Making a welcome return in a leader rôle, Ivo Neame's follow-up to his excellent album Strata (Whirlwind, 2015), sees him taking a slightly different approach to his previous two quintet and octet configurated recordings. His cannily idiosyncratic music is also obviously divergent to those found on recordings with Phronesis and saxophonist Marius Neset, to which he makes vital contributions.
The instantly engaging opener, "Vegetarians," benefits from a spiralling, memorable hook and saxophonist George Crowley keenly makes his mark with sumptuous tenor work. Things take a calmer turn with "Moksha Music" but not without surprising twists and turns such as Neame's vibrant piano solo interlaced with spooky synthesizer effects which also make an appearance, appropriately enough, on "Ghost Shadow."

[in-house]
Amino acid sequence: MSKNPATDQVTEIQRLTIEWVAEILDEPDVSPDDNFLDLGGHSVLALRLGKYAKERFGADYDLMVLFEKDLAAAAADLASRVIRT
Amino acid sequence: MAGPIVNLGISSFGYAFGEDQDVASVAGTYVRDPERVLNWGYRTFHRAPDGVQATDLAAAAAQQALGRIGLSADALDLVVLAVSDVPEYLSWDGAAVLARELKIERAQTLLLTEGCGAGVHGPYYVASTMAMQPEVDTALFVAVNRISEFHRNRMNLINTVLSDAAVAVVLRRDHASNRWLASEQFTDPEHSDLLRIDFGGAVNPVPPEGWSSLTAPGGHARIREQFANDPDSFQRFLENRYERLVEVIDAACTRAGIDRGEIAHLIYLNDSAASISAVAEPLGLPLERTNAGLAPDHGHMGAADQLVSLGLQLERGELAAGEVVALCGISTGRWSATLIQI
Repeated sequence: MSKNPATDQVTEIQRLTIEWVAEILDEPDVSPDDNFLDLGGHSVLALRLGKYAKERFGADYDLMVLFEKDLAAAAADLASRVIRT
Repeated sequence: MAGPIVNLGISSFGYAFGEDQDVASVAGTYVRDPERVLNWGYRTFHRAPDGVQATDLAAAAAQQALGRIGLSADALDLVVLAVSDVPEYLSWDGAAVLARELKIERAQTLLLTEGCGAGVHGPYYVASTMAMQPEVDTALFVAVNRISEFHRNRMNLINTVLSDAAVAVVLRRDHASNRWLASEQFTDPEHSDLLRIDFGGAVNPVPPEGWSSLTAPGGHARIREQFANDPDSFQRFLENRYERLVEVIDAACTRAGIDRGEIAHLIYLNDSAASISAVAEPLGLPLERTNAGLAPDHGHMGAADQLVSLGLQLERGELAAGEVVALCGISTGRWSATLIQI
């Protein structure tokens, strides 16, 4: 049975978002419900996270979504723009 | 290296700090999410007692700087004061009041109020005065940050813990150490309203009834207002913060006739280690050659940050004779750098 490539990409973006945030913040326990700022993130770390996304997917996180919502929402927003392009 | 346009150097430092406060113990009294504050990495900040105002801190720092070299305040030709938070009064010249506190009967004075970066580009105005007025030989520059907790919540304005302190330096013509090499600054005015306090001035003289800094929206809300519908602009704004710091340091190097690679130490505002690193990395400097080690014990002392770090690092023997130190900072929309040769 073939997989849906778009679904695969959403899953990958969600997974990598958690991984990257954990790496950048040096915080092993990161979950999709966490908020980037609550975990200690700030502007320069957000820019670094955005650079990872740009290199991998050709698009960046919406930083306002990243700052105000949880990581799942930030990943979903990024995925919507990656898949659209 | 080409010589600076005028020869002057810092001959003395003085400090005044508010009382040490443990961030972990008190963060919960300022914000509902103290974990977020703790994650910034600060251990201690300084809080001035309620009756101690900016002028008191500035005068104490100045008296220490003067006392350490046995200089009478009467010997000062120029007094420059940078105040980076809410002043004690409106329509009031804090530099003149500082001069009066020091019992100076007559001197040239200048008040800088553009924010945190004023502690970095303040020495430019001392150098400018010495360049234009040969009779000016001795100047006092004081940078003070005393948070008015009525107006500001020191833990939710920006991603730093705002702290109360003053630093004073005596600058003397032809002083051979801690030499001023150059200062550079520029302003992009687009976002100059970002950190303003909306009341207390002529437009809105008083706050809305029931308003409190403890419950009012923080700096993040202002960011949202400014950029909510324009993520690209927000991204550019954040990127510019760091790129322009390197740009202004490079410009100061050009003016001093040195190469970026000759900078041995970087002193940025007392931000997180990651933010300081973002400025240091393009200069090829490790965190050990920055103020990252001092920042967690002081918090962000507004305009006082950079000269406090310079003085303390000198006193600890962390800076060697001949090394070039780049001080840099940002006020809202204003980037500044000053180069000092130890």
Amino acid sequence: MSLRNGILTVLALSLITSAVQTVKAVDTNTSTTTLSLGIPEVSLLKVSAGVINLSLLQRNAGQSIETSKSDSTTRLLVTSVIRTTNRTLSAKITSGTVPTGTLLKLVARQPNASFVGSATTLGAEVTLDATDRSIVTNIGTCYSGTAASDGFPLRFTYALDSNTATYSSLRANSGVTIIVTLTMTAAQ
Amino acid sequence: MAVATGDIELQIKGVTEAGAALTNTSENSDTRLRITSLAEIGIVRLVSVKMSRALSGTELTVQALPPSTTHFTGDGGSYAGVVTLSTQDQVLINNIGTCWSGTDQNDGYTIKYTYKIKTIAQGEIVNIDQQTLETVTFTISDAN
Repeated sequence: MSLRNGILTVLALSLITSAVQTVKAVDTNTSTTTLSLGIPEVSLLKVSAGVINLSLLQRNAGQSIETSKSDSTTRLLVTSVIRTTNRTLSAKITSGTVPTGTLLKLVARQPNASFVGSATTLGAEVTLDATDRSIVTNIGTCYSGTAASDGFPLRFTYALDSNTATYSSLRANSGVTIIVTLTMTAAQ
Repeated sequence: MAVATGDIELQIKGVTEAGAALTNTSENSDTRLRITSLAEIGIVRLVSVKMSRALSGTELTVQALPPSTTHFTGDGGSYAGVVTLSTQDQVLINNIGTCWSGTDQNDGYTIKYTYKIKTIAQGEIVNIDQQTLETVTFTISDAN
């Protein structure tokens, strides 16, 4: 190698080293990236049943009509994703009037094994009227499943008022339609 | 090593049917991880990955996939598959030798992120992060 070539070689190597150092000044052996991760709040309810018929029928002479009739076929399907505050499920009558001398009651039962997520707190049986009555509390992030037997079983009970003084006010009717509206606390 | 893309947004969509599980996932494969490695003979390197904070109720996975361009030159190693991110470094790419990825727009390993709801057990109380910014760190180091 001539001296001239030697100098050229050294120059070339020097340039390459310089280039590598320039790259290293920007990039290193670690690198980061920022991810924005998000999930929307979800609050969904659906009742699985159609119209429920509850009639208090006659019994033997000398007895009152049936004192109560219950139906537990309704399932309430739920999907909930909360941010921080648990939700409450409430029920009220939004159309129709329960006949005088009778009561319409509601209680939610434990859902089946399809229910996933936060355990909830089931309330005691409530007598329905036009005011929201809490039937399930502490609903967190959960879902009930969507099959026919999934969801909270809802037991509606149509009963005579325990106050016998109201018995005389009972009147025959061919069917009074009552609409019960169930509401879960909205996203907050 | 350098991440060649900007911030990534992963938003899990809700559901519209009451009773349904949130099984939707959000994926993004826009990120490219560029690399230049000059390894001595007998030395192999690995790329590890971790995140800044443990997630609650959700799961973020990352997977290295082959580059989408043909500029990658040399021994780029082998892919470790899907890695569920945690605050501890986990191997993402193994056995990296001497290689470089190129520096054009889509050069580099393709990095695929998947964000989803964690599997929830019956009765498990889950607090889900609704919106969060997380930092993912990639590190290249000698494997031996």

"Pala" returns to more effervescence with Neame and Crowley excitingly swapping lines at a breakneck pace. More electronica embellishes the limpid start to "Laika" which midway takes a more complex turn, all held together by James Maddren's taught drumming. The outro "Blimp" perfectly characterises Neame's compositional strategy, juxtaposing languid sections with irrepressibly exuberant ones.
Neame scores highly here with yet another remarkable recording, replete with labyrinthine compositions executed by a totally focussed quartet. The album's title, incidentally, is taken from the Sanskrit word Saṃsāra which, roughly translated, means the cycle of life, death and rebirth.
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